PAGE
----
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January 11, 2009

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Tad

Great post Mike! With any concept that gets elevated to the state of "buzz term" (like enterprise 2.0 or anything else with "2.0" slapped on the end of it), there is danger in getting lost in the hype. The conversation meanders to a discussion of specific technologies ("tagging is great!") or gets co-opted for marketing purposes with the implicit assumption that enterprise 2.0 is good for its own sake.

McAfee has done a solid job of bringing a definition to the technological and cultural change that is occurring in businesses across the world. But, it's up to those in the field to actually do something with that definition. To apply it with action. The focus should be on figuring out how we can help our employees and customers with the problems they face -- not that "enterprise 2.0" is good in and of itself.


susan scrupski

The definition of enterprise 2.0 has been debated in pundit circles for years. See my post & comments from August 2006 when it was being hammered by Wikipedia.
http://itsinsider.com/2006/08/19/how-much-democracy-is-too-much/

If you can martial public opinion to center on a single definition, I'll support you. Crafting and preserving the definition free of vendor influence is highly encouraged.

Peter Kim

Mike - directionally, I like where you're going with this. If we start defining E2.0 from the ground up - by technologies or marketing uses - we'll be waiting for E3.0 to untangle the mess.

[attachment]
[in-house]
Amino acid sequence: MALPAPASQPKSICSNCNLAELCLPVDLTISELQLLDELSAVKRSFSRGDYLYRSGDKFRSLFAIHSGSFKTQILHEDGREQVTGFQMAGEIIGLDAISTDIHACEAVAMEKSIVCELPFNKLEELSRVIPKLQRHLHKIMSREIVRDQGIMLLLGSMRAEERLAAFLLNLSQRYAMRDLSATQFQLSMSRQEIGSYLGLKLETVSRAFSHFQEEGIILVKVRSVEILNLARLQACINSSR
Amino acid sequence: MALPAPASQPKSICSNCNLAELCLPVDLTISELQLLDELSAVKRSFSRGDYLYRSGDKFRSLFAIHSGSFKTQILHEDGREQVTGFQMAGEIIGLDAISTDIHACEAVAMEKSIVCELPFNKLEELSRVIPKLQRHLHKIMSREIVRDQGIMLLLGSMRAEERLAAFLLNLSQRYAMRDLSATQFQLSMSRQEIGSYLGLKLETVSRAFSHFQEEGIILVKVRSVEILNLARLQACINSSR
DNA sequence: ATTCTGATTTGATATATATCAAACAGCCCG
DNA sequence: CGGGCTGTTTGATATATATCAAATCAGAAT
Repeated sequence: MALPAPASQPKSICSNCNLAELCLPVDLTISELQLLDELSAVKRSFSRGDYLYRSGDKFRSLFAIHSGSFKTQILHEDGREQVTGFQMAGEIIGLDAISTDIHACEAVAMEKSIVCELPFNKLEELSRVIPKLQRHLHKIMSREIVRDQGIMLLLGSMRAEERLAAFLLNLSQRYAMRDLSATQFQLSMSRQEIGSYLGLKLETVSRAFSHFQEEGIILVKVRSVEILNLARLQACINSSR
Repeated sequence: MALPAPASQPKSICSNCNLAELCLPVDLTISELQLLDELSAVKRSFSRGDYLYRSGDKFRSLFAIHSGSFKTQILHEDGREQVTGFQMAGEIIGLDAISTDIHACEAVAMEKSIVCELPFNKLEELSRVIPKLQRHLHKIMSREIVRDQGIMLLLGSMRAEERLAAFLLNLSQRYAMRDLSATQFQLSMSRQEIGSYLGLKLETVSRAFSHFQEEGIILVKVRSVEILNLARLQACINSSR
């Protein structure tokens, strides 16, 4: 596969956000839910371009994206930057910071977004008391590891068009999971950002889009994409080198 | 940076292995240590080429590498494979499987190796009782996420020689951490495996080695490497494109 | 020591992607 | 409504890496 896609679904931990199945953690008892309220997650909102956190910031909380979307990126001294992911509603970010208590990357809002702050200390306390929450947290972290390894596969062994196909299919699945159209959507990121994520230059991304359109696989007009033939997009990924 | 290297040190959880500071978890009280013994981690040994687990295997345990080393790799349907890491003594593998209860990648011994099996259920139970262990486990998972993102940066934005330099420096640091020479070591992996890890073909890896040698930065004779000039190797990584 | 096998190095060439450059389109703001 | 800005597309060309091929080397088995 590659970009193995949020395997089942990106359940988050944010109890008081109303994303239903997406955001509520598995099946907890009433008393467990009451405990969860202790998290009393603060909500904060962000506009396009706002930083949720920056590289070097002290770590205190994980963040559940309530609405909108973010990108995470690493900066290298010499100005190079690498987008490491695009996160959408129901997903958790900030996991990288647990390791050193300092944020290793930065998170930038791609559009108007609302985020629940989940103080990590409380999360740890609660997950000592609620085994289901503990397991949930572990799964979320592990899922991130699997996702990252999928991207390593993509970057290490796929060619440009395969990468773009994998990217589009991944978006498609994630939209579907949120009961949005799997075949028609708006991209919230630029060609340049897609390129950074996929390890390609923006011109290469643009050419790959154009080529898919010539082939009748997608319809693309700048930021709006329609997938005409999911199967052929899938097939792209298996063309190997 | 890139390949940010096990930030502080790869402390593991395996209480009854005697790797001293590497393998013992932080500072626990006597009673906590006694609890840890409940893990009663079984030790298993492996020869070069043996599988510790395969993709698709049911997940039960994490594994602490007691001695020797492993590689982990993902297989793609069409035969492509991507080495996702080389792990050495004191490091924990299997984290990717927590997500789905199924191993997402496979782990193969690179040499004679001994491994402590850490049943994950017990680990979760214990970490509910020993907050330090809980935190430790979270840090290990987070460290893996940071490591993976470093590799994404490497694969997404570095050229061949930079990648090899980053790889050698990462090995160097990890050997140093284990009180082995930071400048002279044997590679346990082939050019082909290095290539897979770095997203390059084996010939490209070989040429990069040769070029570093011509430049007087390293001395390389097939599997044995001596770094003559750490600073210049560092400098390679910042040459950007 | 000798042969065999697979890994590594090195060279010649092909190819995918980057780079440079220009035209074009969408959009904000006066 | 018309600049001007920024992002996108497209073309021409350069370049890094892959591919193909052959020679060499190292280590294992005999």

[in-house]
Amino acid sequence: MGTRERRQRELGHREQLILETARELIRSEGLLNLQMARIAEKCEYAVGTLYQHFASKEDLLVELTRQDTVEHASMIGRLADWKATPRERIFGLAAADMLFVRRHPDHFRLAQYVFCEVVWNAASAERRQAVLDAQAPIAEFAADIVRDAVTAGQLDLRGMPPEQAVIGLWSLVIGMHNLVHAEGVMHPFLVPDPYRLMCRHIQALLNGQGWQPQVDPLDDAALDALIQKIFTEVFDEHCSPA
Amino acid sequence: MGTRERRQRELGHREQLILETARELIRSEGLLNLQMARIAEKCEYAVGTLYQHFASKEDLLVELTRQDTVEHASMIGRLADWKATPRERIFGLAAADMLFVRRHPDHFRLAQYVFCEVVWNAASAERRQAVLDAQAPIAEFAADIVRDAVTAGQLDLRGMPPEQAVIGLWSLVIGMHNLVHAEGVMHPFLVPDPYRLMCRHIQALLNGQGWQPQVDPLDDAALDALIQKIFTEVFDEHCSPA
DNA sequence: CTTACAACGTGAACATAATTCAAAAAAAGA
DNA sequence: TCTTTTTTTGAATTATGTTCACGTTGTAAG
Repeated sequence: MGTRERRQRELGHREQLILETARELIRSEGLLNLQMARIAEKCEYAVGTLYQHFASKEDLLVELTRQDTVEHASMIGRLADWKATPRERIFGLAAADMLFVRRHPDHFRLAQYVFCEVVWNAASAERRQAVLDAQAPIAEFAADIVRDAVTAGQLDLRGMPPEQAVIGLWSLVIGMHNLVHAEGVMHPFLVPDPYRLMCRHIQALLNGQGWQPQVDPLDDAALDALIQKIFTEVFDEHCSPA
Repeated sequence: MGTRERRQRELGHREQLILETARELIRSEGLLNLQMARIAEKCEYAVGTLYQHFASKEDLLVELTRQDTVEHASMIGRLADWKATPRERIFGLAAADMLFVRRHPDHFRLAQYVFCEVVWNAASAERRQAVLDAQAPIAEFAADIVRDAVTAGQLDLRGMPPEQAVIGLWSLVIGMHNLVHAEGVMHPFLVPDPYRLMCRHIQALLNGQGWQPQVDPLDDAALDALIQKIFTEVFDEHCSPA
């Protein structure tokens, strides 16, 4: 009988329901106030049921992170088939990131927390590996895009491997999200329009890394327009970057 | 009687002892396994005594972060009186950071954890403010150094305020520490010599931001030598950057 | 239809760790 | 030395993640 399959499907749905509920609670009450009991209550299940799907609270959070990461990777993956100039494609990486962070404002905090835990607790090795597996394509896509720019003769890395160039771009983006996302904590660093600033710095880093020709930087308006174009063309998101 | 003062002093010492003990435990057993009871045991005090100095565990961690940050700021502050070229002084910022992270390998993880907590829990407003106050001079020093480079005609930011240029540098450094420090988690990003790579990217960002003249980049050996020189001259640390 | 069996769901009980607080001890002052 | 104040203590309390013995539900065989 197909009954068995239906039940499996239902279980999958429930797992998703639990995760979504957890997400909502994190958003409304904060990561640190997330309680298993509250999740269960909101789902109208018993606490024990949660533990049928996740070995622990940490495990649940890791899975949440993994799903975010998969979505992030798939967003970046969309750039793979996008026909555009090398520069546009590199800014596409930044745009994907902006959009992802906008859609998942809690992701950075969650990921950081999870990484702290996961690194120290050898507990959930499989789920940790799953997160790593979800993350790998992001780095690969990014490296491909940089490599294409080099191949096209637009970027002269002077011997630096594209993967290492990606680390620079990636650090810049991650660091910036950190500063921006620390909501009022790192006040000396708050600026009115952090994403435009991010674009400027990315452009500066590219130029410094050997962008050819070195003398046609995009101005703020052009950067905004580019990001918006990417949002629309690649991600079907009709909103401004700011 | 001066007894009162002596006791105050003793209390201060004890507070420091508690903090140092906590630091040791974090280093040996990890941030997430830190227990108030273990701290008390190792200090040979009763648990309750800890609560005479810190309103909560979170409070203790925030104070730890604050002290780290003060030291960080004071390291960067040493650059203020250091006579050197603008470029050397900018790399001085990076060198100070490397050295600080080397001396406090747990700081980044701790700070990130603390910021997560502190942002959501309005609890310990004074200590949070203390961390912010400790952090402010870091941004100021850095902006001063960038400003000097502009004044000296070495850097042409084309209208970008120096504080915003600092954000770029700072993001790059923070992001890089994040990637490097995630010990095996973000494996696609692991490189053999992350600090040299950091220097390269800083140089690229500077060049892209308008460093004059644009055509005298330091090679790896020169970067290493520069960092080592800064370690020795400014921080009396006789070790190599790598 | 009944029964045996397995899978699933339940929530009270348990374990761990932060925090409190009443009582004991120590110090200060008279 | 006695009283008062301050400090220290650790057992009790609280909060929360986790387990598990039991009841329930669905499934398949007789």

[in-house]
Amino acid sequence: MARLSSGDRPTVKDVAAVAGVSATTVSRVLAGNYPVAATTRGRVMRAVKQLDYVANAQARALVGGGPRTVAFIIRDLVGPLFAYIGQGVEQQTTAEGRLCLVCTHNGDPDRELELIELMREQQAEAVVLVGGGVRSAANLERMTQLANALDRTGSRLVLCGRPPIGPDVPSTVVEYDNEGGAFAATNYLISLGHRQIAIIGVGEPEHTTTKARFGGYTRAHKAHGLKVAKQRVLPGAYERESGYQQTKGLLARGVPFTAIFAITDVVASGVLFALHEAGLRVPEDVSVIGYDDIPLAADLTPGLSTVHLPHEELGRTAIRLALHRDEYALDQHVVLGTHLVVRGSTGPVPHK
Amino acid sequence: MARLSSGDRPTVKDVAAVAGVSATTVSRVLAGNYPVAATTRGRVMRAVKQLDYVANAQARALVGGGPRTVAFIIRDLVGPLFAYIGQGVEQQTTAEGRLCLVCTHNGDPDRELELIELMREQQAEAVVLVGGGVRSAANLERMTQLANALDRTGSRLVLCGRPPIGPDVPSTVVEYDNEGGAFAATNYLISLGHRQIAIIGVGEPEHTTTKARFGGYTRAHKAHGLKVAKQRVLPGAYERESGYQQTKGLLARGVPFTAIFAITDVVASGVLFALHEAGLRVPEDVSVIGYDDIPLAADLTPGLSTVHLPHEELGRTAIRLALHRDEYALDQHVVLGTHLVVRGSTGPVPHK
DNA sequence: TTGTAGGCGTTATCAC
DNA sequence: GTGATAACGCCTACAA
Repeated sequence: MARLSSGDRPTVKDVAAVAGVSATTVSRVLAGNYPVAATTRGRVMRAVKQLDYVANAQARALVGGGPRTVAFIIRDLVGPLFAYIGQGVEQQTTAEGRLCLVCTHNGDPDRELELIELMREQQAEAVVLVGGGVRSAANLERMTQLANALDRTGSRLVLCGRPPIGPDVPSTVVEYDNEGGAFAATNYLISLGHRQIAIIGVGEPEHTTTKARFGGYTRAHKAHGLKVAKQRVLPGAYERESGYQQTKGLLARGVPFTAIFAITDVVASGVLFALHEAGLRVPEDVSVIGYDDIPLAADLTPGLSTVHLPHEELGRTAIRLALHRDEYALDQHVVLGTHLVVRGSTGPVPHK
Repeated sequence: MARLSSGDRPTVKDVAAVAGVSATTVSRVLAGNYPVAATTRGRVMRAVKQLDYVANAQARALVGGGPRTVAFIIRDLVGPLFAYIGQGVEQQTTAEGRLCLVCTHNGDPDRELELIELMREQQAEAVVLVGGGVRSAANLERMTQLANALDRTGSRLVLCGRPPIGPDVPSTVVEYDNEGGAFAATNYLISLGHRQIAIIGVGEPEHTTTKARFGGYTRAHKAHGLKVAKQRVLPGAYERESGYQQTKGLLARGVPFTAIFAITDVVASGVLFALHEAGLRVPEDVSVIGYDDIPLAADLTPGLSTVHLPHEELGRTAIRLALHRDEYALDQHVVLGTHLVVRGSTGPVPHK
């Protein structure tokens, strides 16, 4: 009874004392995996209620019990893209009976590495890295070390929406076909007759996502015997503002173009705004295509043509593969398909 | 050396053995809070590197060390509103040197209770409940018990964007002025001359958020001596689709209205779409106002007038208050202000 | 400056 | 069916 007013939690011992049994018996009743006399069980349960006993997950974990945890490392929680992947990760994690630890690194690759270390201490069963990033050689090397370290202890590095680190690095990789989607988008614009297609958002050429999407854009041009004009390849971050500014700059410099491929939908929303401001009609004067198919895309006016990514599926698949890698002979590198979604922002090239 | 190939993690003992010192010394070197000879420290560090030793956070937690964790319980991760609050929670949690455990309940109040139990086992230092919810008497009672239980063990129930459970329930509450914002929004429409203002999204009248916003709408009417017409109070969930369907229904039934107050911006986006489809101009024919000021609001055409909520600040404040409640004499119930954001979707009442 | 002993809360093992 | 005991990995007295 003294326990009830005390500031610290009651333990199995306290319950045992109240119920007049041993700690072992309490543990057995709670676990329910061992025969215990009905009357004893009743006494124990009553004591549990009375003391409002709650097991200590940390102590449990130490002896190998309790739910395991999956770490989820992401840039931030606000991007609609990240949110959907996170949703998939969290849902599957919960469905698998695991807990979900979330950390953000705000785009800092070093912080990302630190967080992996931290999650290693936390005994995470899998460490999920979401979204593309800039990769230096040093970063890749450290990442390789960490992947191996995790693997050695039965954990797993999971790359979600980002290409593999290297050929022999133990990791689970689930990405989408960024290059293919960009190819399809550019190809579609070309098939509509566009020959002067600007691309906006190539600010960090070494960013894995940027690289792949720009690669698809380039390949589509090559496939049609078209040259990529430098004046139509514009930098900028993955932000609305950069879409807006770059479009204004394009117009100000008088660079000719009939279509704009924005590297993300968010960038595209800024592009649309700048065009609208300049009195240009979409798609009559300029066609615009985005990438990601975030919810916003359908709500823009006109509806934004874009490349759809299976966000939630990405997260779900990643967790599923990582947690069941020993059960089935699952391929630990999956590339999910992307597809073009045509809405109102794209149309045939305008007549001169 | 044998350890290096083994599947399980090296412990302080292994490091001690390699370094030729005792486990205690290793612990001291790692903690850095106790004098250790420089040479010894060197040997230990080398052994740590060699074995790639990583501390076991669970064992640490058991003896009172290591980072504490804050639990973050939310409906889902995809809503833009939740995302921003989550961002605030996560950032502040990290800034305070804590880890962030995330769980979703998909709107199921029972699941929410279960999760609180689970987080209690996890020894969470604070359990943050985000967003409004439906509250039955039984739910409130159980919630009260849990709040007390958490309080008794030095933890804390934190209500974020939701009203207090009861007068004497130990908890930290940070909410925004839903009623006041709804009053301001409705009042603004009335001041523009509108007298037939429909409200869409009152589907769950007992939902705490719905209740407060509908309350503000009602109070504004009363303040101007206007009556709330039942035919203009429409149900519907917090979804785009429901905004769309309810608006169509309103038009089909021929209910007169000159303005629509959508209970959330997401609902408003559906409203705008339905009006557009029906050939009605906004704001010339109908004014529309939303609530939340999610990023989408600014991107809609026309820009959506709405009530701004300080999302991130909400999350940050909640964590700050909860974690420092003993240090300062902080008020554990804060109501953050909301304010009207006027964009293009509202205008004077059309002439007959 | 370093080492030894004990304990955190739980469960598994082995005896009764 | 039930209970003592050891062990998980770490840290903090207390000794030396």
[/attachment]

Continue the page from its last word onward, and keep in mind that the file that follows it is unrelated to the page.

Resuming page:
Most of today's big thinkers on E2.0 come from the technology world, despite the huge numbers of marketing-focused social media participants. When those people wake up, I think we'll see things start to evolve rapidly.

David B Johnson

The part this discussion fails to address is when the CIO comes screaming to Oracle's salesman " I need E2.0!", the salesman sends in not a theorist to debate what E2.0 might mean to the guy with the check, but a workman who has to implement whatever was discussed or more commonly whatever the levels of business and technology people, several levels below the CIO and the bloggers, think might be useful.
Then further definition is needed along with Roadmaps for 2-5 years, and lets not forget Legal who just told the techs that Unified Messaging will not be permitted as phone conversations must not be archieved and Records Management that claims they must also have a finger in the pie.
Oh! and did they mention that they want it all in context? So that the chats, visible forums, blogs and CM availability is focused on the project you are working on at this minute, not this morning?
Welcome to the reality of E2.0
This is why there is no homogenious definition of E2.0, it is dynamic, fungable, and evolving. It is what it needs to be at the moment it is needed. And it better be easy to cross utilize the various pieces and they better be able to access common repositories or it isn't "Enterprise".
In my workmans view of E2.0 it's about restoring the connection we had when we all worked in the same office, when we passed each other in the hall, when you knew who to ask about something, whether it was policy, technology or baseball. But now it's on a global scale.
The time for E2.0 theory pundits is drawing to a close. The Bricklayers are already building the cities and the pundits better start instead reviewing where we are and where we need to go and why.
Remember, even Tagging was dropped by Search Engines in the last century for good reason!
Full disclosure - I work for Oracle and have worked in the past with Billy Cripe on Content Management.

sayen

web 2.0 is good platform for enterprises
it's basically sharing information with each other so it will definitely improve the productivity.

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